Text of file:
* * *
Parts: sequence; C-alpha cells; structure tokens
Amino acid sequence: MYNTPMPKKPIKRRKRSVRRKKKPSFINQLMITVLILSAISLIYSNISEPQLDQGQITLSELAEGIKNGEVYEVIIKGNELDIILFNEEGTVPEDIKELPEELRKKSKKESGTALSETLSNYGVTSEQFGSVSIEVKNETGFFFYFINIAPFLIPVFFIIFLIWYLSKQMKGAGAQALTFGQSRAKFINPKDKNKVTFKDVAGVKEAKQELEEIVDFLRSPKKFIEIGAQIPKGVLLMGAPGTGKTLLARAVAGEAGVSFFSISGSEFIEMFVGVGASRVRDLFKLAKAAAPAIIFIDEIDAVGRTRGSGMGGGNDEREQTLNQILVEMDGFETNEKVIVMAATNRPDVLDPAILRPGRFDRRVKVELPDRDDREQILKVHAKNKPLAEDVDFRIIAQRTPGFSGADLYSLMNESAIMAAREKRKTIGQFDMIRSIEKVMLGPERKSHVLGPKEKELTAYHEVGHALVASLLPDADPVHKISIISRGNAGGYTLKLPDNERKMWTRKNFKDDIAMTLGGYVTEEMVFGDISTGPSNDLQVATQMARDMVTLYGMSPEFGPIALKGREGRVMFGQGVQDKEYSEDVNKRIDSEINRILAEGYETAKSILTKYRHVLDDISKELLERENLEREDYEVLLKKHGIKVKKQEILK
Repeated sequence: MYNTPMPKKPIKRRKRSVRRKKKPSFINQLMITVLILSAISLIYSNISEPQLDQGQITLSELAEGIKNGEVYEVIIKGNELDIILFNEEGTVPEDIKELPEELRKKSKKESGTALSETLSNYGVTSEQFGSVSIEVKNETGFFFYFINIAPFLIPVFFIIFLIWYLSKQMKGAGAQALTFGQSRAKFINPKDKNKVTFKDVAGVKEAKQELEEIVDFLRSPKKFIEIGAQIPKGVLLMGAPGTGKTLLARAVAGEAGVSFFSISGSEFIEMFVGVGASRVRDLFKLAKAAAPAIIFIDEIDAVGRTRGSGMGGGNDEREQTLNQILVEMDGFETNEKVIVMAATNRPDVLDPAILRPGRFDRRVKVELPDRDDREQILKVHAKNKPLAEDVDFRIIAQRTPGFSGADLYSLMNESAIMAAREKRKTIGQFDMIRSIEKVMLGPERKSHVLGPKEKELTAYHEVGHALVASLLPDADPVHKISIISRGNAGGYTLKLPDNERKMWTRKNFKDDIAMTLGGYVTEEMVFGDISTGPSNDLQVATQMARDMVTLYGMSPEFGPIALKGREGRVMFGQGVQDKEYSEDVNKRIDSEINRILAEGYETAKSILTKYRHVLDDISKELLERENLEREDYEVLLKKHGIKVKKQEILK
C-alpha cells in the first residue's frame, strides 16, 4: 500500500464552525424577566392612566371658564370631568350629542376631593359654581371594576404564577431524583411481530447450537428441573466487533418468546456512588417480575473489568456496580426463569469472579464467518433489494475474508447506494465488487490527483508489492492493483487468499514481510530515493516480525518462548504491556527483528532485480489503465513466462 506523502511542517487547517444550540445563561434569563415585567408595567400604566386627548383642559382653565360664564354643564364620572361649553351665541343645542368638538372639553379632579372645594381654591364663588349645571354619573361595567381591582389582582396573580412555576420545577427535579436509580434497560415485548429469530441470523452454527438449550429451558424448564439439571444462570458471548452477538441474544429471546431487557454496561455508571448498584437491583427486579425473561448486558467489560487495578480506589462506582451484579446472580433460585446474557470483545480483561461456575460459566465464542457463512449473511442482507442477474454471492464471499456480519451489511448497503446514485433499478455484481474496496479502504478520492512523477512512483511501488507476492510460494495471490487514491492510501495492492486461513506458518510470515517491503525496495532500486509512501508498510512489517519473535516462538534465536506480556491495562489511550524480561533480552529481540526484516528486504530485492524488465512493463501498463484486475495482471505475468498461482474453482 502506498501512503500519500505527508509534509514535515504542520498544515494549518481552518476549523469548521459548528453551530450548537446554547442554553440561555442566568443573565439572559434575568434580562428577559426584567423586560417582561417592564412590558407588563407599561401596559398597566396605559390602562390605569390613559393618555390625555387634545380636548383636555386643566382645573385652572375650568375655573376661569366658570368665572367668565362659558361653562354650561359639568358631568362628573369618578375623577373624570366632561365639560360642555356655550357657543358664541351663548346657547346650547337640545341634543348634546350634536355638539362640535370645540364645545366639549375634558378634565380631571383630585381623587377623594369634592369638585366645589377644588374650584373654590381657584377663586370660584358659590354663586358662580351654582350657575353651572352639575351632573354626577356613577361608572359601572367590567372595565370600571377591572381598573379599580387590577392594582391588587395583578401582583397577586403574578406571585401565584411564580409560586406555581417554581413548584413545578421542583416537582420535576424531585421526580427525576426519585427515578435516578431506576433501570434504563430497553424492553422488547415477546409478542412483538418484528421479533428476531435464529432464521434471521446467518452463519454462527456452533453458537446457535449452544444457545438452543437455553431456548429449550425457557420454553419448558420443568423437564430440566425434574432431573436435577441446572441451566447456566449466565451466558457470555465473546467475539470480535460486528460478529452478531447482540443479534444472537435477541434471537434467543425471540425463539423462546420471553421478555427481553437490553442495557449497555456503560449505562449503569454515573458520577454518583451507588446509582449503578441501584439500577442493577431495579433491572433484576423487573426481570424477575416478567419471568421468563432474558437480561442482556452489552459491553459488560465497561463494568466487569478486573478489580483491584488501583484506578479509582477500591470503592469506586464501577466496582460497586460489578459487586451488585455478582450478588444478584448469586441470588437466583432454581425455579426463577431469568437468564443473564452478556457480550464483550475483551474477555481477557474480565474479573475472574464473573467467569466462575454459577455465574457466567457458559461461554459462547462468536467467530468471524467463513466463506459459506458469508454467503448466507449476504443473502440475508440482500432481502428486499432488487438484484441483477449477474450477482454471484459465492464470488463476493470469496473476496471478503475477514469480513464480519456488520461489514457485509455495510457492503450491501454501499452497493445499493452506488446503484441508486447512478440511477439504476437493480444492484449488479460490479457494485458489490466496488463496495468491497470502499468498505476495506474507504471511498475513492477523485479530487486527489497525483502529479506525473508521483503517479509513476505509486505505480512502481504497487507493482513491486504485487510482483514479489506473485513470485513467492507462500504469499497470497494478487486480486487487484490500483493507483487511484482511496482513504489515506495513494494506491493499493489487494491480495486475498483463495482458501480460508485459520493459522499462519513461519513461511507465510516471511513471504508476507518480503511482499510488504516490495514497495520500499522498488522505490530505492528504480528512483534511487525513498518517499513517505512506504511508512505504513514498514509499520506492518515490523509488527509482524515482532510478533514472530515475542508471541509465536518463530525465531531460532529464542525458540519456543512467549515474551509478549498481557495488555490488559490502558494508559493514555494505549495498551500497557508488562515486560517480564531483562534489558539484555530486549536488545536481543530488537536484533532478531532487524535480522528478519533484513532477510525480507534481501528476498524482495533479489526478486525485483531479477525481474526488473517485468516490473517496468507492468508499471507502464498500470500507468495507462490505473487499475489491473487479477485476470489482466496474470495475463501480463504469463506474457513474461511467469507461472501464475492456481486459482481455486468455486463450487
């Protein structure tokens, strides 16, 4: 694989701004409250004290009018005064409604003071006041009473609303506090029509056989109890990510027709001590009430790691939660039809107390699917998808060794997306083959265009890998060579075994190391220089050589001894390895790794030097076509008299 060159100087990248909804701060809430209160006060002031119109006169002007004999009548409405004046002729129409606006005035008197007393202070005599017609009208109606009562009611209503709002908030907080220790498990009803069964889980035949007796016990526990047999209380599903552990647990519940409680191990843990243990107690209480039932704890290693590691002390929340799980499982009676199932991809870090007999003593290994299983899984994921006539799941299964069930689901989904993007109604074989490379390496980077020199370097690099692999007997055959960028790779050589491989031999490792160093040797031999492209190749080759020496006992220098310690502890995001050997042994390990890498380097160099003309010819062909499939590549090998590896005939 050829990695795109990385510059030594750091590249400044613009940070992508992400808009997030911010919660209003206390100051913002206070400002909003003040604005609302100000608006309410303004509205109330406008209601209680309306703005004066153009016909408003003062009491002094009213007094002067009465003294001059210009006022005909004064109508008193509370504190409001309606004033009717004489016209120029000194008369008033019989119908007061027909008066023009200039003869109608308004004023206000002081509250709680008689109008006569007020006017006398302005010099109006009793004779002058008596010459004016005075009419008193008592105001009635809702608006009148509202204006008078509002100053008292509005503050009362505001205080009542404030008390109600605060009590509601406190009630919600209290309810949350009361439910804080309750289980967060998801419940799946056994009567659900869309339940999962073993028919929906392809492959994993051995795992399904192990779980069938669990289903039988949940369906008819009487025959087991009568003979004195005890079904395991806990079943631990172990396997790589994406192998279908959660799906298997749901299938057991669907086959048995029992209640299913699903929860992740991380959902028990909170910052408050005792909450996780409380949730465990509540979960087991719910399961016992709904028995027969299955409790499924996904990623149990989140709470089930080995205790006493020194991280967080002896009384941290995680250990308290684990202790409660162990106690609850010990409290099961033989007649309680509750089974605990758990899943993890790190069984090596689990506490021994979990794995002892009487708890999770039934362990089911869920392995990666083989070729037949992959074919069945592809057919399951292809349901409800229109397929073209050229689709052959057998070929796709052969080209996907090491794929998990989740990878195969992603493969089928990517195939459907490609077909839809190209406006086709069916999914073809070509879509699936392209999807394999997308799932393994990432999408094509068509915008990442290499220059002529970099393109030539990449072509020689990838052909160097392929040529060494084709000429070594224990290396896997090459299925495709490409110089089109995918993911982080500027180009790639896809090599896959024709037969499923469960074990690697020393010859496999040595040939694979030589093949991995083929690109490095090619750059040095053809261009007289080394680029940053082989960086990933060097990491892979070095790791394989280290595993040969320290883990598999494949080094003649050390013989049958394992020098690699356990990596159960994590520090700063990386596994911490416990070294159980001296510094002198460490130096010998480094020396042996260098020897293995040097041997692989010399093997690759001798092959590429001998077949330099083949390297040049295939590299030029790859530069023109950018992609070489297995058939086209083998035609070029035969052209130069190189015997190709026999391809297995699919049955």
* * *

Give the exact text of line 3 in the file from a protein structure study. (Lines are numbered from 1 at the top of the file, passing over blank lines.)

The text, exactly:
Repeated sequence: MYNTPMPKKPIKRRKRSVRRKKKPSFINQLMITVLILSAISLIYSNISEPQLDQGQITLSELAEGIKNGEVYEVIIKGNELDIILFNEEGTVPEDIKELPEELRKKSKKESGTALSETLSNYGVTSEQFGSVSIEVKNETGFFFYFINIAPFLIPVFFIIFLIWYLSKQMKGAGAQALTFGQSRAKFINPKDKNKVTFKDVAGVKEAKQELEEIVDFLRSPKKFIEIGAQIPKGVLLMGAPGTGKTLLARAVAGEAGVSFFSISGSEFIEMFVGVGASRVRDLFKLAKAAAPAIIFIDEIDAVGRTRGSGMGGGNDEREQTLNQILVEMDGFETNEKVIVMAATNRPDVLDPAILRPGRFDRRVKVELPDRDDREQILKVHAKNKPLAEDVDFRIIAQRTPGFSGADLYSLMNESAIMAAREKRKTIGQFDMIRSIEKVMLGPERKSHVLGPKEKELTAYHEVGHALVASLLPDADPVHKISIISRGNAGGYTLKLPDNERKMWTRKNFKDDIAMTLGGYVTEEMVFGDISTGPSNDLQVATQMARDMVTLYGMSPEFGPIALKGREGRVMFGQGVQDKEYSEDVNKRIDSEINRILAEGYETAKSILTKYRHVLDDISKELLERENLEREDYEVLLKKHGIKVKKQEILK